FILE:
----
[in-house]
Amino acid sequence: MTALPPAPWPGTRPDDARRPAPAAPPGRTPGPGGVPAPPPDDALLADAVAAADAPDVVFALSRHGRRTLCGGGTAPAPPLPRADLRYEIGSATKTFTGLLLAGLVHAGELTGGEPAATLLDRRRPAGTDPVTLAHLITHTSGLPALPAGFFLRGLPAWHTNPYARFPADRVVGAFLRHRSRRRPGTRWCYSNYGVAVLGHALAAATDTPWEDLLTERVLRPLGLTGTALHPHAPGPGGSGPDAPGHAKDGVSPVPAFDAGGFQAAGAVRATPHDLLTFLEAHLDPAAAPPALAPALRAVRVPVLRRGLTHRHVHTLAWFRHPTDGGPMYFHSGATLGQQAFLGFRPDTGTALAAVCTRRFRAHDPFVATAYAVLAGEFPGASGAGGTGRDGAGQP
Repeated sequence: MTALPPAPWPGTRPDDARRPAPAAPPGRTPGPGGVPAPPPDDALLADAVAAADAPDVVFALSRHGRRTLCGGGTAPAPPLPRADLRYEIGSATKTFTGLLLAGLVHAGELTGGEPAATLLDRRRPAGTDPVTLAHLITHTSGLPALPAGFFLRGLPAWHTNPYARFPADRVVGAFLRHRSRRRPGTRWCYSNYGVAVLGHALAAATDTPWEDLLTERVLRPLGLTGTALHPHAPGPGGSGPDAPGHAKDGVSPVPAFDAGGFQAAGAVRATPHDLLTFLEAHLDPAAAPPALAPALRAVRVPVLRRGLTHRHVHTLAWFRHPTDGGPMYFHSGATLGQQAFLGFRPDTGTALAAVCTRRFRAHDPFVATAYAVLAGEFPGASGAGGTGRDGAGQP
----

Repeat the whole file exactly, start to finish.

[in-house]
Amino acid sequence: MTALPPAPWPGTRPDDARRPAPAAPPGRTPGPGGVPAPPPDDALLADAVAAADAPDVVFALSRHGRRTLCGGGTAPAPPLPRADLRYEIGSATKTFTGLLLAGLVHAGELTGGEPAATLLDRRRPAGTDPVTLAHLITHTSGLPALPAGFFLRGLPAWHTNPYARFPADRVVGAFLRHRSRRRPGTRWCYSNYGVAVLGHALAAATDTPWEDLLTERVLRPLGLTGTALHPHAPGPGGSGPDAPGHAKDGVSPVPAFDAGGFQAAGAVRATPHDLLTFLEAHLDPAAAPPALAPALRAVRVPVLRRGLTHRHVHTLAWFRHPTDGGPMYFHSGATLGQQAFLGFRPDTGTALAAVCTRRFRAHDPFVATAYAVLAGEFPGASGAGGTGRDGAGQP
Repeated sequence: MTALPPAPWPGTRPDDARRPAPAAPPGRTPGPGGVPAPPPDDALLADAVAAADAPDVVFALSRHGRRTLCGGGTAPAPPLPRADLRYEIGSATKTFTGLLLAGLVHAGELTGGEPAATLLDRRRPAGTDPVTLAHLITHTSGLPALPAGFFLRGLPAWHTNPYARFPADRVVGAFLRHRSRRRPGTRWCYSNYGVAVLGHALAAATDTPWEDLLTERVLRPLGLTGTALHPHAPGPGGSGPDAPGHAKDGVSPVPAFDAGGFQAAGAVRATPHDLLTFLEAHLDPAAAPPALAPALRAVRVPVLRRGLTHRHVHTLAWFRHPTDGGPMYFHSGATLGQQAFLGFRPDTGTALAAVCTRRFRAHDPFVATAYAVLAGEFPGASGAGGTGRDGAGQP